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Int J Behav Nutr Phys Act. 2015 Jul 3;12:92. doi: 10.1186/s12966-015-0250-0.

Childhood socioeconomic position and adult leisure-time physical activity: a systematic review.

Author information

1
MRC Unit for Lifelong Health and Ageing at UCL, 33 Bedford Place, London, WC1B 5JU, UK. ahmed.elhakeem.13@ucl.ac.uk.
2
MRC Unit for Lifelong Health and Ageing at UCL, 33 Bedford Place, London, WC1B 5JU, UK. rachel.cooper@ucl.ac.uk.
3
Centre for Longitudinal Studies, UCL Institute of Education, 20 Bedford Way, London, WC1H 0AL, UK. david.bann@ucl.ac.uk.
4
MRC Unit for Lifelong Health and Ageing at UCL, 33 Bedford Place, London, WC1B 5JU, UK. rebecca.hardy@ucl.ac.uk.

Abstract

Regular leisure-time physical activity (LTPA) benefits health and is thought to be less prevalent in lower socioeconomic groups. Evidence suggests that childhood socioeconomic circumstances can impact on adult health and behaviour however, it is unclear if this includes an influence on adult LTPA. This review tested the hypothesis that a lower childhood socioeconomic position (SEP) is associated with less frequent LTPA during adulthood. Studies were located through a systematic search of MEDLINE, Embase, PsycINFO, CINAHL and SPORTDiscus and by searching reference lists. Eligible studies were English-language publications testing the association between any indicator of childhood SEP and an LTPA outcome measured during adulthood. Forty-five papers from 36 studies, most of which were European, were included. In most samples, childhood SEP and LTPA were self-reported in midlife. Twenty-two studies found evidence to support the review's hypothesis and thirteen studies found no association. Accounting for own adult SEP partly attenuated associations. There was more evidence of an association in British compared with Scandinavian cohorts and in women compared with men. Results did not vary by childhood SEP indicator or age at assessment of LTPA. This review found evidence of an association between less advantaged childhood SEP and less frequent LTPA during adulthood. Understanding how associations vary by gender and place could provide insights into underlying pathways.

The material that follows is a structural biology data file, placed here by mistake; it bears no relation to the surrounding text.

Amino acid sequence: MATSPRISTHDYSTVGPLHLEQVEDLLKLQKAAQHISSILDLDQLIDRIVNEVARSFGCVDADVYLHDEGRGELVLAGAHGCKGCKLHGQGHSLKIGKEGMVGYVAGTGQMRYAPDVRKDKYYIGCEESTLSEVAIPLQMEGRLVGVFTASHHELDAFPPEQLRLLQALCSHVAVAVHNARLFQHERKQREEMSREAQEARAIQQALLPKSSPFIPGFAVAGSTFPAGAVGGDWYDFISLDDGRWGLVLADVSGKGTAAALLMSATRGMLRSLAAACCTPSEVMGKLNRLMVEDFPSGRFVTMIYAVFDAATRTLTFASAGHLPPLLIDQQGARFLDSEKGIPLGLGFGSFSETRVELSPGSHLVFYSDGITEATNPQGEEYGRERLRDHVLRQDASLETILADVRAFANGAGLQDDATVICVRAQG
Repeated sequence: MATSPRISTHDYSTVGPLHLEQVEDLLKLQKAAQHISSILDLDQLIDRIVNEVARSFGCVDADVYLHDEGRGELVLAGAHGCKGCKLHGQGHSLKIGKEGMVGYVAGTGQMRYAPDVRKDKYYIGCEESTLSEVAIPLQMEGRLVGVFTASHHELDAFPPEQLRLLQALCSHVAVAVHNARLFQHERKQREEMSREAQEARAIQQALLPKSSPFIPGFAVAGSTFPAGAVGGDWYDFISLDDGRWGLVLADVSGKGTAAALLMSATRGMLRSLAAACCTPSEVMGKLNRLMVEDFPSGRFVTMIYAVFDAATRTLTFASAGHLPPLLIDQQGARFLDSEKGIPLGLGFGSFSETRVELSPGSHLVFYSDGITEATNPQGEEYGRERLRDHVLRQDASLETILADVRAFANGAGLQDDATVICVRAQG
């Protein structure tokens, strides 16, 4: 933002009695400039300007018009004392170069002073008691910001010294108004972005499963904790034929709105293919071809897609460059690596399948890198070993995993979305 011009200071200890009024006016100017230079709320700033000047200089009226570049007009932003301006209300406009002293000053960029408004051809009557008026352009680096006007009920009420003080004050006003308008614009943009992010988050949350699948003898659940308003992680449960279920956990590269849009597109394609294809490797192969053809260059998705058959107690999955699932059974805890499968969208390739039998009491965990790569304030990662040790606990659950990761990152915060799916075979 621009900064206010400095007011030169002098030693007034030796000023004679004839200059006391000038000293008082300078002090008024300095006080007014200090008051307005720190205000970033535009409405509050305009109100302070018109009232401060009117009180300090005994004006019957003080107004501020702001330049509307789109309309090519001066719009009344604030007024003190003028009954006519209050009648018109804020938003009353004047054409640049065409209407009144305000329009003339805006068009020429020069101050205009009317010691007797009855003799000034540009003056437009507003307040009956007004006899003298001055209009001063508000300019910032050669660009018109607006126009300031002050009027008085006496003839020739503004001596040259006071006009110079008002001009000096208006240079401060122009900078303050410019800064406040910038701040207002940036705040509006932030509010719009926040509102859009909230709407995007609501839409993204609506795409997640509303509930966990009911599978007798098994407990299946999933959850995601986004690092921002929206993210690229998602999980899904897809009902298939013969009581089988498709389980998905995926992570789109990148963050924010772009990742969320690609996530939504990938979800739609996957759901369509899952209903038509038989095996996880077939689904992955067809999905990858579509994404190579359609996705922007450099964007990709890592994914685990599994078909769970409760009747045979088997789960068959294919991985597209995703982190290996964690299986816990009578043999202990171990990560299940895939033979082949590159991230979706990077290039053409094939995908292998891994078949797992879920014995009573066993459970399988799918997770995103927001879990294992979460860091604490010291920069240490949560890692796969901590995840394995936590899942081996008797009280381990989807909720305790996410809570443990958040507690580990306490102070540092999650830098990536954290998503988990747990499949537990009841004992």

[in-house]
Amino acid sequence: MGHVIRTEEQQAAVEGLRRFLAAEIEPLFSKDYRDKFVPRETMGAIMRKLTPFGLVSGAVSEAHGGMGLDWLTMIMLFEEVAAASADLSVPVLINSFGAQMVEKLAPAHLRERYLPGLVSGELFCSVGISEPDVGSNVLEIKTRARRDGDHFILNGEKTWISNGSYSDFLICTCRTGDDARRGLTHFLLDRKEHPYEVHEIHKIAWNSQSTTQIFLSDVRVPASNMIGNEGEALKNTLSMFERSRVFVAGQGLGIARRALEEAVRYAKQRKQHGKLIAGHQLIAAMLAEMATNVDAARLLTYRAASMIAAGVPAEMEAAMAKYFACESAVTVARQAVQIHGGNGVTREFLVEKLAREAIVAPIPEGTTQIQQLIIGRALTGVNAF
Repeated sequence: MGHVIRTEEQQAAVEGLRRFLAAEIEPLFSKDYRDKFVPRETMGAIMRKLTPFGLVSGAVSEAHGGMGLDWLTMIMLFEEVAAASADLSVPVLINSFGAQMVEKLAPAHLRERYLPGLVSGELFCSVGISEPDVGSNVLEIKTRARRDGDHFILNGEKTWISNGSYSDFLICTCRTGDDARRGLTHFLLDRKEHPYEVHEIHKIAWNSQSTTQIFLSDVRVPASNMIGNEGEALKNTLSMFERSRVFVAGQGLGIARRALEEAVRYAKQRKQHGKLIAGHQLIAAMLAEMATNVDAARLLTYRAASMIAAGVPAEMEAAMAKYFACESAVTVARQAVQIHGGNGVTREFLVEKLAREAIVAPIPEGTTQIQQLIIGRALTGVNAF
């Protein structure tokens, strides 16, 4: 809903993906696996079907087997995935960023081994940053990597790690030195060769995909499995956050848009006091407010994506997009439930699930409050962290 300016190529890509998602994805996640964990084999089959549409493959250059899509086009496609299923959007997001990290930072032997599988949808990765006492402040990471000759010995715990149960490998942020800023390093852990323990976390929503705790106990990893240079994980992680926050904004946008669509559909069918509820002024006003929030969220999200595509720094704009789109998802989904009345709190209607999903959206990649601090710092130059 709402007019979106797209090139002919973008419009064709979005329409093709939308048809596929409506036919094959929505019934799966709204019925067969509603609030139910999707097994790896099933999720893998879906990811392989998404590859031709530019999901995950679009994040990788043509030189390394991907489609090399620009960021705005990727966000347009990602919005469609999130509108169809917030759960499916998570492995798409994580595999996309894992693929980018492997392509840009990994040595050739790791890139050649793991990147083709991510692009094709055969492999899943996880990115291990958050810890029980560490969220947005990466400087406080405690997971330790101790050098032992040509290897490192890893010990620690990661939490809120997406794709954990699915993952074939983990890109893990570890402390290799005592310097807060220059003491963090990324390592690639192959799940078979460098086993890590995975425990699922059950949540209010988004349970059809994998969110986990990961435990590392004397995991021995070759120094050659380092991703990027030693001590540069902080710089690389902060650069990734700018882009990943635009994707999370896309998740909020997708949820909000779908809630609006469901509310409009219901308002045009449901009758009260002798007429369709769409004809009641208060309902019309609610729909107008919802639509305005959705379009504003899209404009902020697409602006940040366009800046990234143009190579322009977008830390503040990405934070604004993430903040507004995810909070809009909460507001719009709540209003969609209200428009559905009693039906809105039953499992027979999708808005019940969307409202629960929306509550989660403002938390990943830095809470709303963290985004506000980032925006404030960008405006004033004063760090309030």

PMID:
26138985
PMCID:
PMC4501082
DOI:
10.1186/s12966-015-0250-0
[Indexed for MEDLINE]
Free PMC Article

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